Mammals are more difficult to see than birds due to the nocturnal habits of some and seasonal hibernation of others. Small mammals remain active throughout the year, but most stay out of view in their burrows. Watch for coyotes, mule deer, black-tailed jackrabbits, and desert cottontails at the edges of riparian and upland habitats. White-tailed antelope squirrels scurry between desert shrubs during the day. Muskrats swim the shallows of lakes and marshes. Mule deer does and their fawns may be seen in the spring. Deer seek higher elevations in the summer, and then migrate down again in the fall. Be aware that mountain lions are probably present in most habitats on the refuge, but are more common in areas utilized by mule deer. The following list of mammals includes 36 species likely to occur on the refuge. (are you providing a list?) All are considered resident species except the bats that migrate.
Amphibians and Reptiles:
Amphibians are most visible during the breeding season (spring and early summer), in wetlands and temporary pools. Western toads "peep" from shallow waters to attract mates. Lizards are particularly active and visible during spring and summer in desert shrub habitats; most become dormant in the winter. Most of the refuge's snakes are nocturnal, but coachwhips, kingsnakes, gopher snakes, and Mojave rattlesnakes are active by day. Federally threatened desert tortoises roam the desert in search of wildflowers during spring and fall. Visitors should be alert for rattlesnakes. Never put your feet or hands where you cannot see them, such as into a dark hole or rock crevice, and watch where you step. Five amphibians and 25 reptiles are known to occur on the refuge. All are considered resident species.
REGULATIONS PROTECT VISITORS AND WILDLIFE
Three main public access roads located on the east side of Upper Pahranagat Lake, Middle Marsh and Lower Pahranagat Lake. Another public access road is located west of the refuge headquarters which interconnects to the Desert National Wildlife Range. Visitors are asked to use existing parking facilities.
All motorized vehicles are restricted to designated roads only, must be properly licensed and street legal as required by state law. ATVs (3 and 4-wheelers, dirt bikes, ect.) are prohibited on the refuge.
Restrooms and Trash:
Non-flush toilets are provided at the Upper Pahranagat Lake campground area. Use dumpsters provided or take your trash home. Littering is strictly prohibited.
A hunting/observation platform is located within the Middle Marsh area and a fishing/observation pier is located at the Upper Pahranagat Lake. Please contact the refuge for access limitations and suggestions to use the areas safely.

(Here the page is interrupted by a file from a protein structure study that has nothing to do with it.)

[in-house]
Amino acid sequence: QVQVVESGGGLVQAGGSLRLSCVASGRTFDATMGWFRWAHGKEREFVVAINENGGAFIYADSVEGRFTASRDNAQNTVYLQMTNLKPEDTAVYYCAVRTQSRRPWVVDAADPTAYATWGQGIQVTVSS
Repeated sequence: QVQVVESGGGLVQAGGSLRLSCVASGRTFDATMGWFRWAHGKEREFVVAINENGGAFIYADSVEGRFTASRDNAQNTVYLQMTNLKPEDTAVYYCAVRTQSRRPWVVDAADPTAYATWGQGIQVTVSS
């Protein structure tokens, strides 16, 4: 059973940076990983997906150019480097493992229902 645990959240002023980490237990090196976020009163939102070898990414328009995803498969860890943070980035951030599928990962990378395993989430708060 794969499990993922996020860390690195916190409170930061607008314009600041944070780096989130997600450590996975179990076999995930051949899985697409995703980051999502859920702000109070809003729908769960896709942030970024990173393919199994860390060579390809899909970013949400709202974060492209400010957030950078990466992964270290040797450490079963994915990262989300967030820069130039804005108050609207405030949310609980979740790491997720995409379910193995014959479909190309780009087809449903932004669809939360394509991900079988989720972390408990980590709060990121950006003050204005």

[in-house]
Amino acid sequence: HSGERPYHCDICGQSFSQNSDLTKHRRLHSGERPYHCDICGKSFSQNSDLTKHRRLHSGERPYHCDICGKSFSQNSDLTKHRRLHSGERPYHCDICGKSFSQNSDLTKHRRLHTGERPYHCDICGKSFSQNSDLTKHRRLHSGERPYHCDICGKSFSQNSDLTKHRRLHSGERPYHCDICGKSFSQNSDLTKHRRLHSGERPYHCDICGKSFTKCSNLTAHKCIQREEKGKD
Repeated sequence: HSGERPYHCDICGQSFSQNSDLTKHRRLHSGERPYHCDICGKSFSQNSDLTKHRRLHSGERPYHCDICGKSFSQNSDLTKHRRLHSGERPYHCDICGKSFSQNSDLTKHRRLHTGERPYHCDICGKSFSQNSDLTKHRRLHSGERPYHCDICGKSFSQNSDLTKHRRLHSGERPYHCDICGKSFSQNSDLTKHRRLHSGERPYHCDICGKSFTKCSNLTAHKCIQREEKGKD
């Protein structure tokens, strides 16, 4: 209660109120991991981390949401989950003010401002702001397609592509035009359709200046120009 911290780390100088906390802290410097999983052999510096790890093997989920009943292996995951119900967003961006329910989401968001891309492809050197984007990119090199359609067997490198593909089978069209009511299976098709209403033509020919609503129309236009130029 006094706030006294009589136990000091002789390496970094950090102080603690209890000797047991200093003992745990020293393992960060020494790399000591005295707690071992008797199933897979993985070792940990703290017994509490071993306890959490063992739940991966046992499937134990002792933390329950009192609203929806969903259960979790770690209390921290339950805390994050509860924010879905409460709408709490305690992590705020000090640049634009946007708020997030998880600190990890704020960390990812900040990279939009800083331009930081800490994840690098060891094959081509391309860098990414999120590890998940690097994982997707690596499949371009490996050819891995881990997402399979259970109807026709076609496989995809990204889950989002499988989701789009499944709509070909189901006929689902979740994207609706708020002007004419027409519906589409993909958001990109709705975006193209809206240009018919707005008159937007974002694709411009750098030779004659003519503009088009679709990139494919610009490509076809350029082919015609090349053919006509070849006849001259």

Hunting and fishing are permitted on designated areas subject to all applicable state, federal and refuge regulations. Please contact the refuge for more information.
No swimming is allowed. Only non-motorized boats or boats with electric motors are permitted on the Refuge. The use of boats, rubber rafts or other floatation devices is not permitted on the North Marsh at anytime. Boat launching facilities on the refuge are unimproved and accommodate only small craft. Watercraft must be in compliance with all applicable state and federal rules.
Camping and Picnicking:
Unimproved camping and picnic sites are available along the eastern shoreline of Upper Pahranagat Lake (see map). All camping is restricted to these areas. Camping is limited to 7 consecutive days, within a 30-day period, beginning upon day of arrival. Be considerate to other campers. Please keep noise to a minimum from dusk to dawn. No generators are allowed to run in the campground. Restore your campsite to a clean and orderly condition when you leave.
Firewood cutting or collecting is prohibited. Please bring your own firewood or use a stove. It is unlawful to develop fire rings or build fires outside of provided BBQ grills. Fires must be attended by adults at all times.
Year round hiking is allowed only on designated roads and trails which offer access to wetland, riparian and desert shrub habitats (see map).
Wildlife Viewing and Photography:
As an oasis of water and trees in the desert, the refuge offers excellent wildlife viewing, particularly of birds. Photographic opportunities abound: not only wildlife, but desert sunsets, scenic mountains and spring wildflowers. Wildlife lists are available at refuge headquarters.
Pets and domesticated animals must be leashed or in a vehicle and attended at all times except when used in association with a legal hunt in designated areas. Contact the refuge for more information. All animal waste must be cleaned up.
Artifacts, including arrowheads, grinding stones and rock art, ect. are protected under Federal law. Disturbance of cultural resources of any kind is strictly prohibited.
Animal and Plant Life:
Collecting or attempting to collect plants, animals or other natural objects is prohibited.
Carrying, possessing or discharging firearms or other weapon is prohibited. This includes carrying, possessing or discharging fireworks and explosives. Please contact the refuge for special regulations regarding firearms during hunting seasons.